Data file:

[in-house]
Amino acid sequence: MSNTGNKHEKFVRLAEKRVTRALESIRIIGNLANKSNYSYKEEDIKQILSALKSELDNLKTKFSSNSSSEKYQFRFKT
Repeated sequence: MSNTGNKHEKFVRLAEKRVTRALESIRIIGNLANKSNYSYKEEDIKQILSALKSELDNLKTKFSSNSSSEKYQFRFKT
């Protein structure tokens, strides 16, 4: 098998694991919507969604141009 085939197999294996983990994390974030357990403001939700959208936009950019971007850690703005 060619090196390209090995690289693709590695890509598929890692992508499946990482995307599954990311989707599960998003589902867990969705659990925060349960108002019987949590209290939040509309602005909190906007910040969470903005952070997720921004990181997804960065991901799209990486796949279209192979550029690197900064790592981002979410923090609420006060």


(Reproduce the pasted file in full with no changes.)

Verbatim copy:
[in-house]
Amino acid sequence: MSNTGNKHEKFVRLAEKRVTRALESIRIIGNLANKSNYSYKEEDIKQILSALKSELDNLKTKFSSNSSSEKYQFRFKT
Repeated sequence: MSNTGNKHEKFVRLAEKRVTRALESIRIIGNLANKSNYSYKEEDIKQILSALKSELDNLKTKFSSNSSSEKYQFRFKT
């Protein structure tokens, strides 16, 4: 098998694991919507969604141009 085939197999294996983990994390974030357990403001939700959208936009950019971007850690703005 060619090196390209090995690289693709590695890509598929890692992508499946990482995307599954990311989707599960998003589902867990969705659990925060349960108002019987949590209290939040509309602005909190906007910040969470903005952070997720921004990181997804960065991901799209990486796949279209192979550029690197900064790592981002979410923090609420006060």